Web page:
Frequently Asked Questions

ADHD stands for Attention Deficit Hyperactivity Disorder (and is the current term for what used to be known as ADD – Attention Deficit Disorder). At the Hallowell Centers we think this is an unhelpful name, as we see ADHD as a brain difference, and a source of potential incredible strengths rather than a disorder. Without diagnosis, support and treatment however, it can make life very difficult and bring many challenges.

As you learn more about ADHD, you will find out that this is a trait that affects many aspects of your, or the person you love’s, life, and we encourage you to find out all you can starting with the resources on our pages here.

The core symptoms of ADHD are excessive distractibility (hard time focusing), impulsivity (reacting too quickly without thinking), and restlessness (hard time staying still in body and/or mind). These symptoms can lead both children and adults to underachieve, whether at school, at work, or in personal relationships.

People with ADHD have many strengths – but they might not always realise that they have them, or had the opportunity to focus on them. Creativity, problem-solving tenacity, ability to empathize, energy are all gifts that often go with ADHD.

On the challenging side, people with ADHD have difficulty turning their great ideas into action and often have a track record of underachievement. They may be floundering in school or at work, but it is not because of laziness or an unwillingness to apply themselves. People with ADHD do great one hour and lousy the next, or great one day and lousy the next. Inconsistency of performance is a key symptom of ADHD. Staying put with one activity until it is done is a big challenge.

People with ADHD also have trouble with time management. They are not good at estimating in advance how long a task will take to complete and typically procrastinate, waiting until the last minute to get things done. They also have trouble with organization. Kids with ADHD tend to organize by stuffing everything into their backpacks and closets. Adults with ADHD tend to organize by putting everything into endless piles that tend to grow, rather than diminish, over time.

Get in touch. You can request an initial consultation with a New Patient Specialist free of charge. Next, find out all you can about ADHD starting with the resources on these pages.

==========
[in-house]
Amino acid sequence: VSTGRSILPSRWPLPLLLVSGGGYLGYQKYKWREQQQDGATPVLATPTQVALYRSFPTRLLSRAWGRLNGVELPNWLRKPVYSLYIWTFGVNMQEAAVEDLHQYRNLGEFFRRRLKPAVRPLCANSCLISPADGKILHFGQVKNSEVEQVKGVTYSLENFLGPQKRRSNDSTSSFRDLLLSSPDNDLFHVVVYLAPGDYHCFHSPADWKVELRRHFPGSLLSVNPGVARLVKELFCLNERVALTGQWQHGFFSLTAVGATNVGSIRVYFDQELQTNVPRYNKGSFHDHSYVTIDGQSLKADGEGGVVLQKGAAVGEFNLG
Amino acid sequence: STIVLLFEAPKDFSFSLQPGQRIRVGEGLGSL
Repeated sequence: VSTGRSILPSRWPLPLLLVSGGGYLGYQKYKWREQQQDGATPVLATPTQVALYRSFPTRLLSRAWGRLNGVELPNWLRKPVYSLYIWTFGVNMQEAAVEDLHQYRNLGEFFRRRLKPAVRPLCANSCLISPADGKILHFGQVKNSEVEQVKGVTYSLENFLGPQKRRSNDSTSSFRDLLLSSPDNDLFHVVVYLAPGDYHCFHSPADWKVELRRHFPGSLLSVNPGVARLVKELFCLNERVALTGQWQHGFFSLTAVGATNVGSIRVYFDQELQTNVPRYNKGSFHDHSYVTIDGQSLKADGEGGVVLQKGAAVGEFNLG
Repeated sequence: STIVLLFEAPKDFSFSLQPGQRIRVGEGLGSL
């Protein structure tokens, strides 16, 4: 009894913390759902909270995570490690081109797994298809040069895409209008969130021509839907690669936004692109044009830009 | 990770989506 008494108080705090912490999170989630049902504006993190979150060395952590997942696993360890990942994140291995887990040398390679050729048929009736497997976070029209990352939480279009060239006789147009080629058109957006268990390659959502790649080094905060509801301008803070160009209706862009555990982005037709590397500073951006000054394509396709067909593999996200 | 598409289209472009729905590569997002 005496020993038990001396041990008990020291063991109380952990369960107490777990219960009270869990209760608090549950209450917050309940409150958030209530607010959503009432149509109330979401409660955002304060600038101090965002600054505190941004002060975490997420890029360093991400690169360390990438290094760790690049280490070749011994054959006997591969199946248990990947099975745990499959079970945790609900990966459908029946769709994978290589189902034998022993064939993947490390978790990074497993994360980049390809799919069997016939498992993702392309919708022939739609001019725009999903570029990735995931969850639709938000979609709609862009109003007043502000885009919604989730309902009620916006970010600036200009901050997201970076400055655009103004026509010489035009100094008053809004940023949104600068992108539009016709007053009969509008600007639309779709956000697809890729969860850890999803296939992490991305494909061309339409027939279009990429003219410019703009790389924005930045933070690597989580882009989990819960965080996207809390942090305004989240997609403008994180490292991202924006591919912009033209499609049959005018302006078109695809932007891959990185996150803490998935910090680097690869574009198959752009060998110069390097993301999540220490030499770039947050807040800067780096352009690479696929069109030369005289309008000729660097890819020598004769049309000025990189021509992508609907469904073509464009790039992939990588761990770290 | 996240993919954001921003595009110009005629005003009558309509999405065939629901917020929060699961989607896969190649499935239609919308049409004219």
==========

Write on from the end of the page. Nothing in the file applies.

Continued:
You are not alone! There is a tremendous ADHD community to support and help you.

The Hallowell Centers are in Boston MetroWest, NYC, Palo Alto, San Francisco and Seattle. Each Center has clinicians who specialize in the diagnosis and treatment of children, adolescents and adults with ADHD and learning challenges. These include Board Certified Physicians, Neuropsychologists, Psychologists, Coaches, Social Workers and educational specialists. The Centers all share Dr. Hallowell’s multidisciplinary, strength-based approach.

It is a problem that not enough doctors and medical professionals are knowledgeable on ADHD. Don’t despair, you will find someone to help you! First with your own doctor, print out the DSM-5 Diagnostic Criteria. Highlight all the ones you think apply to you and take this with you to discuss with them.

Try to find a professional who is experienced in dealing with ADHD. Contact the Department of Psychiatry at your nearest medical school. You can usually find a reliable, well-qualified professional there, and they generally take insurance. You can also reach out to the national ADHD organization, CHADD at CHADD.org, or the Attention Deficit Disorder Association, ADDA, at ADDA.org. ADDitude Magazine is another superb resource.  And of course, we at the Hallowell ADHD Centers are here for you always.

Nothing – ADD is the older term for what is now known as ADHD. ADHD is used to describe the condition both with, and without, hyperactivity. ADD  is a now outdated term that is no longer officially used. Those who do not have the “H” of hyperactivity are diagnosed as ADHD inattentive type, while those with hyperactivity have ADHD, combined type.

Indeed, people with ADHD can be calm and serene, not in the least hyperactive or disruptive. This syndrome is often found in girls and women, but it also occurs in boys and men. It is often missed, because the absence of hyperactivity leads others to assume the child or adult is simply shy, quiet or slow. In fact, they are dynamos in the making!

The diagnosis of ADHD gets missed all the time in females, as there are gender differences in ADHD symptoms. Women and girls tend not to exhibit disruptive or defiant symptoms, unlike men and boys. They may not stand out. Rather, they sit in the back of the classroom lost in their thoughts, daydreaming, quite content to be in their own world. As adults, they tend to underachieve, not due to lack of talent or hard work, but due to lack of focus and organization, the classic signs of ADHD. If they do seek help, they typically get diagnosed with depression or anxiety, because doctors tend not to think of ADHD in females. They may well have depression and anxiety, but the depression and anxiety are caused by the untreated ADHD. Treating the ADHD often fixes the anxiety and depression because the woman will feel more in control, hence less anxious, and will perform up to potential, which takes away the so-called depression.

Although we don’t know exactly what causes ADHD, we know that it tends to run in families. Like many traits of behavior and temperament, ADHD is genetically influenced, but not genetically determined. Simply put, no one actually inherits ADD, but they can inherit a proclivity for developing the symptoms of ADHD.